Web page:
The writing style goes from sparse to lyrical and back again as the story runs through some familiar Petterson themes: the yearning and rejection of connection, the need to make it on one's own terms, the tough emotional road to growing up. Behind it all is the terror of an abusive father and the true scars that abuse leaves behind.
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5 of 6 people found the following review helpful By Bonnie Brody TOP 500 REVIEWERVINE VOICE on August 17, 2012
Format: Hardcover Vine Customer Review of Free Product ( What's this? )
The setting of this novel is working class Oslo, Norway and the story, in its broad description is a coming-of-age tale of two boys, Audun and Arvid, who meet on Audun's first day of school. Audun has a tough persona, one he may not even be totally aware of cultivating. On the very first day of school he refuses to take off his sun glasses, telling the principal that he has scars around his eyes.

The book opens in 1965 and is primarily about the years of 1965 through 1970, though not in sequential order. The boys like the Beatles, Bob Dylan, Aretha Franklin. They have the names of their favorite rock stars engraved on their boots. Audun is a loner and befriending Arvid is a big change in his life.

Audun comes from a very violent and dysfunctional family. His younger brother drowned two years ago when the car he was driving drove into the water. Audun's mother has recently left their alcoholic father who has been cruel and violent to everyone in the family. She now has a friend who comes over on Sundays to listen to opera with her. Audun's sister is involved with an abusive boyfriend.

This is not a book where a lot happens externally. It is a series of thoughts, feelings and inner experiences. Both of the boys read a lot and are interested in the socialist movement of the time. Ironically, Audun wants to be a writer while he is also contemplating dropping out of school. He loves Hemingway, Tolstoy, Gorky and Jack London. As he argues to himself, not all of them finished school.

The writing is poetic and strong. Speaking tangentially about his father Audun says, "If you're an alcoholic you're out of control. If you have no control, you are finished. Then you spend the rest of your days walking through the valley of the shadow of death.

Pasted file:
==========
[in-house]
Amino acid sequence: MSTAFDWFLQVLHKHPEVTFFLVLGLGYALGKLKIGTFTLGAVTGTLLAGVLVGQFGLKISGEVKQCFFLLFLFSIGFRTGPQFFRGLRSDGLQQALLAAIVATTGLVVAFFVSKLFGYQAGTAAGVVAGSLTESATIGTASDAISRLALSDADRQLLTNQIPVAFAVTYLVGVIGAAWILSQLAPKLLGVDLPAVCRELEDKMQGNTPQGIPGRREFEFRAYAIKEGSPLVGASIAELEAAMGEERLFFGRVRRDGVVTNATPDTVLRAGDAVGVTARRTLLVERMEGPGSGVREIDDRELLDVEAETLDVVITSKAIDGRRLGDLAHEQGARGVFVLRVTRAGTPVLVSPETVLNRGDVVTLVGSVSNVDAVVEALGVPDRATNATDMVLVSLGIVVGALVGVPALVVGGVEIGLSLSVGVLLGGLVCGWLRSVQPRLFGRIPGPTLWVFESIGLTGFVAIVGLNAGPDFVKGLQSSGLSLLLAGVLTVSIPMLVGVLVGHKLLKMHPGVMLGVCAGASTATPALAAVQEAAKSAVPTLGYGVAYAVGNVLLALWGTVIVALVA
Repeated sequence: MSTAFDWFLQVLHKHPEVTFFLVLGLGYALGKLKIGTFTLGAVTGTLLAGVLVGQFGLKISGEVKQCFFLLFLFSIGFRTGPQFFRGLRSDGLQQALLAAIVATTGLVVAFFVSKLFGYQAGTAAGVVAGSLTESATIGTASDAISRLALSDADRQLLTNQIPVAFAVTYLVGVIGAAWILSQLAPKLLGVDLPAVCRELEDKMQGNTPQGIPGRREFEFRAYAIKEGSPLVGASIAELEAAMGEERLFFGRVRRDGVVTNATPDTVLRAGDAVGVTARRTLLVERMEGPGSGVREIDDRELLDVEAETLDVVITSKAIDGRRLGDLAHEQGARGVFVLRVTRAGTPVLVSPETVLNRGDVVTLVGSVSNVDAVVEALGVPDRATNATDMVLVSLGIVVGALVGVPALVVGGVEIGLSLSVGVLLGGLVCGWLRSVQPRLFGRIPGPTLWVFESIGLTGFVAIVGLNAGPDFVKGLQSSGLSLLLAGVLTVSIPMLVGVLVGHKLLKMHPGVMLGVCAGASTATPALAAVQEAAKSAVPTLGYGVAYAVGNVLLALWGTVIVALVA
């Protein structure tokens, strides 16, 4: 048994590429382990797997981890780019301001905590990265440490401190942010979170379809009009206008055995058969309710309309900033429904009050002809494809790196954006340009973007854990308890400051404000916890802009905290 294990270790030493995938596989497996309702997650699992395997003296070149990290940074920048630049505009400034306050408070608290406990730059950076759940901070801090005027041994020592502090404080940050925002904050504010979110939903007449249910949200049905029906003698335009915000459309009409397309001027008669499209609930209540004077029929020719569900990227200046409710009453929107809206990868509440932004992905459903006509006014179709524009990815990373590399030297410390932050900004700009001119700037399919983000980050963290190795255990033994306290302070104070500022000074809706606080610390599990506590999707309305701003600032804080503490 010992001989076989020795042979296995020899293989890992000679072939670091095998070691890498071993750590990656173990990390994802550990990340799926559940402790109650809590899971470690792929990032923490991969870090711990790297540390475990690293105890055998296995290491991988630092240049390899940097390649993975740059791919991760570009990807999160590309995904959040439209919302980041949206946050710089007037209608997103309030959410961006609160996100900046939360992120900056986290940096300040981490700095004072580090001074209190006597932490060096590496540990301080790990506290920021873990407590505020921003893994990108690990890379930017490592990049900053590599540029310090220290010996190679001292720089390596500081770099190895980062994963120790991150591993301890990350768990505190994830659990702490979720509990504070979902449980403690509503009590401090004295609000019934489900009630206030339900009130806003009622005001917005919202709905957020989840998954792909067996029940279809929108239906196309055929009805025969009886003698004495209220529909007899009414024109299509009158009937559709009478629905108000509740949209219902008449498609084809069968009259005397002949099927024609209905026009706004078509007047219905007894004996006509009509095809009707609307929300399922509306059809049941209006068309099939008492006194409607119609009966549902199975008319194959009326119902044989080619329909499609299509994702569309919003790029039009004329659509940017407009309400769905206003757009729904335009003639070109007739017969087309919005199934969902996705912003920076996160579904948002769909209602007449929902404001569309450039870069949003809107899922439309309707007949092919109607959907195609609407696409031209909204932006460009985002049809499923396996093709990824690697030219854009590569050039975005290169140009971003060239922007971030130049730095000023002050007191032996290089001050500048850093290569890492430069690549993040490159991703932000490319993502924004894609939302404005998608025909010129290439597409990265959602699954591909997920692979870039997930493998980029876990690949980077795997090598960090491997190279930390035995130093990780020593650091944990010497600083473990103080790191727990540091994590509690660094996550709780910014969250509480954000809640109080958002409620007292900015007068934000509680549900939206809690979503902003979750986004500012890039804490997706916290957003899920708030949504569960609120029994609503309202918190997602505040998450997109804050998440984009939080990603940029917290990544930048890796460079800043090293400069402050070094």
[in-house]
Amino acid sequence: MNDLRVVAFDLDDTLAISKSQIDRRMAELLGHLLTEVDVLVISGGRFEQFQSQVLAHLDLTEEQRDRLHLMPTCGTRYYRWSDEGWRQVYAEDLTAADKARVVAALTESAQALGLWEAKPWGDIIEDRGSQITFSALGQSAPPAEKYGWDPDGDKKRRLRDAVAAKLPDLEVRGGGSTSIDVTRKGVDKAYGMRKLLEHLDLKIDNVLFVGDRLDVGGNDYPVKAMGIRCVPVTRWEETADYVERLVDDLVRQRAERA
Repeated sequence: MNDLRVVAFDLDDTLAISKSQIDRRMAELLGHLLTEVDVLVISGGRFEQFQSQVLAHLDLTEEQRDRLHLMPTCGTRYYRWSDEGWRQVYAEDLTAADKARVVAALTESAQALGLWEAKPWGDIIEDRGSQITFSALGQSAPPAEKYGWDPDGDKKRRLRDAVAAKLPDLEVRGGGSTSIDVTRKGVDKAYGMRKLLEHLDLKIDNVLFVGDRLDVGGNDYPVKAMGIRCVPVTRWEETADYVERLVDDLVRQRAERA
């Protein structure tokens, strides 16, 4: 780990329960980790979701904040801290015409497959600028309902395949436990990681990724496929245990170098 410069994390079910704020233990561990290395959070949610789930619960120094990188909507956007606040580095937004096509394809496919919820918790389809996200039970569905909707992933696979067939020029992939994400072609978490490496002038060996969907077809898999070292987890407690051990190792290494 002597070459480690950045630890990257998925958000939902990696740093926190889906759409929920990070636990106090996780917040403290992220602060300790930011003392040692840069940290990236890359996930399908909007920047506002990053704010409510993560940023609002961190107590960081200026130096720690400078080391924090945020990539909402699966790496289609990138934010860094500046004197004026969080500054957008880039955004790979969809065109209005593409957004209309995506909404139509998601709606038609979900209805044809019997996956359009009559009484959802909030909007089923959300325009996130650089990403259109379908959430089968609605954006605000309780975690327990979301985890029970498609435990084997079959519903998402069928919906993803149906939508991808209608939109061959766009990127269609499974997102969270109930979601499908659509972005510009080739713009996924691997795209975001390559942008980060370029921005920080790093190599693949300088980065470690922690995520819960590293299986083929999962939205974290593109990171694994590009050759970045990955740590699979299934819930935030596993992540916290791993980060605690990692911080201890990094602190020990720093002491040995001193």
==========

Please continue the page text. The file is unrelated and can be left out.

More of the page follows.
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2 of 2 people found the following review helpful By Someone Else TOP 1000 REVIEWER on August 29, 2012
Format: Hardcover Vine Customer Review of Free Product ( What's this? )
What was it like to be a teenager in Oslo in 1970? For Audun Sletten, it's not a particularly pleasant life. He's a sullen young man, prone to drunkenness and apathy, and already quite defeated for one so young. We learn some of what made him that way as he alternates between present and past tense, telling stories from his 13th year in 1965 and his 18th year in 1970.

I have very much enjoyed some of Per Petterson's other novels, but I had to force myself to finish this one. The prose is up to Petterson's usual standards and the translation is excellent, but IT'S FINE BY ME is essentially plotless. The 1970 Audun drinks a lot, gets in fights, wanders the city aimlessly, and plays at radical politics. He goes to school, then drops out to take a dead-end job where he can't seem to stay out of trouble. He grieves for a lost brother, and lives in fear of the return of his abusive, alcoholic father. Audun's stories from 1965 give us more insight into the family dynamics that made him the way he is. I enjoyed the stories from his younger self a little more because he hadn't yet given up on the world and himself. He was still participating and trying to enjoy life.

If you've read IN THE WAKE and I CURSE THE RIVER OF TIME, you'll enjoy seeing Arvid Jansen as a youngster in this book. He's Audun's only friend, and he was the one bright spot in the story for me. Arvid sees Audun for what he truly is. He tells him, "Do you know something, Audun. Nothing's fine by you. Absolutely nothing." And he's right. We can only hope Audun will overcome some of his anger and stop keeping the world at bay. Otherwise he's doomed to remain miserable and directionless.

Those with a low tolerance for foul language may want to steer clear of this novel. The cursing is not excessive, but it's realistically regular throughout the book.